Fred Perry, a brand known for preppy streetwear, has been associated with far-right groups since shortly after it was founded in 1952, as many historians have pointed out. Most recently, its $95 polo shirts have been adopted by the Proud Boys, a group of self-described “western chauvinists” who espouse far-right rhetoric. While group leaders deny being white supremacists, they have nonetheless appeared alongside other hate groups at extremist gatherings such as the “Unite the Right” rally in Charlottesville, Virginia.
The group made headlines last week when President Trump refused to disavow them at the presidential debate, instead telling them to “stand by.” That night, Google searches for the Proud Boys spiked, as did searches for Fred Perry, which has become the group’s de facto uniform. Last week, the brand said it would stop selling this particular shirt in North America as a way of distancing itself from the group.
The company was founded by Fred Perry, the son of a working-class socialist member of parliament, who became a Wimbledon tennis champion at a time when tennis was an elitist sport. At the start, the brand was a symbol of pride and solidarity among the working class in England. Fred Perry’s polo shirts were particularly popular because they were affordable but also conveyed a clean-cut, preppy look that had previously been associated with the upper classes. Young people at the time put their own spin on these shirts, wearing them with skinny jeans and closely cropped hair. The look first took off in multicultural immigrant neighborhoods in London and was connected to a new wave of West Indian music, including reggae and ska. “They were the original ‘skinheads’ because of their buzzed haircuts,” says fashion historian Kimberly Chrisman-Campbell, author of Worn on This Day. “It wasn’t until later that an overtly racist wing splintered off and ‘skinhead’ became synonymous with white supremacy.”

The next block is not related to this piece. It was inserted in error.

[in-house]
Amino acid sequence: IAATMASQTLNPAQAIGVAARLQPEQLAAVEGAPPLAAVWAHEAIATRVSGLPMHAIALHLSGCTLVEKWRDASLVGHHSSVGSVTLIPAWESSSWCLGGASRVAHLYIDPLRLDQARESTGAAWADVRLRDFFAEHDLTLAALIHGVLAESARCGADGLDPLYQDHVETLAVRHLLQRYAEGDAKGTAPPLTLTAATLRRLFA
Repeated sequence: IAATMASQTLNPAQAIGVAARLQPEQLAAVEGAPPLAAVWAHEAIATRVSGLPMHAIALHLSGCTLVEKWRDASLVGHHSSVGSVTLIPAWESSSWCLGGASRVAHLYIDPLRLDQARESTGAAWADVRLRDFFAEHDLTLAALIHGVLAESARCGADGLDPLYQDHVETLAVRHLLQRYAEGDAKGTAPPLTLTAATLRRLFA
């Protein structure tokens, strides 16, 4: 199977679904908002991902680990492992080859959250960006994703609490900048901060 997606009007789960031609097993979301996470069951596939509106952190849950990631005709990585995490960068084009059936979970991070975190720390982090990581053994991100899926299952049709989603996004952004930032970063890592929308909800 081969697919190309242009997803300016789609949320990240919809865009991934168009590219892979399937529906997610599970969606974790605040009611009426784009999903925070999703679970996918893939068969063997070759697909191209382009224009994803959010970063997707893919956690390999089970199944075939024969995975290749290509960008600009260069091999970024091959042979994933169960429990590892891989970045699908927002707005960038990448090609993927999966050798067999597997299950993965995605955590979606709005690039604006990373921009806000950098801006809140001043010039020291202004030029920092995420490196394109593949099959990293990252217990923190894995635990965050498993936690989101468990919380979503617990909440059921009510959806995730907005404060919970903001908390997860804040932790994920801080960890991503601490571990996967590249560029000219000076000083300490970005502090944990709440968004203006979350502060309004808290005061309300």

This splinter began to happen in the late 1960s, according to Chrisman-Campbell. Skinhead culture spread to the north of England, where Fred Perry shirts became popular among football fans, partly because the broad range of colors allowed them to show which team they supported. In 1967, a white nationalist party called the British National Front was founded, and it stationed recruiters outside football stadiums, trying to convince fans that new immigrants from South Asia and the West Indies would take their jobs. The party also opened social clubs that hosted live music, which laid the groundwork for the racist skinhead punk culture that spread around the world. In the United States, the first skinhead gangs emerged in Texas and the Midwest in the 1980s and were heavily influenced by their British counterparts.
The Proud Boys appear to be tipping their hat to this history when they wear the shirt. But they may also be drawn to Fred Perry’s logo. “The appeal for the Proud Boys seems to be in its laurel wreath logo—a sports reference inconveniently reminiscent of Nazi imagery—and specific color combinations,” Chrisman-Campbell speculates. Adolf Hitler’s ceremonial flag, for instance, featured a black swastika in the center of a yellow wreath.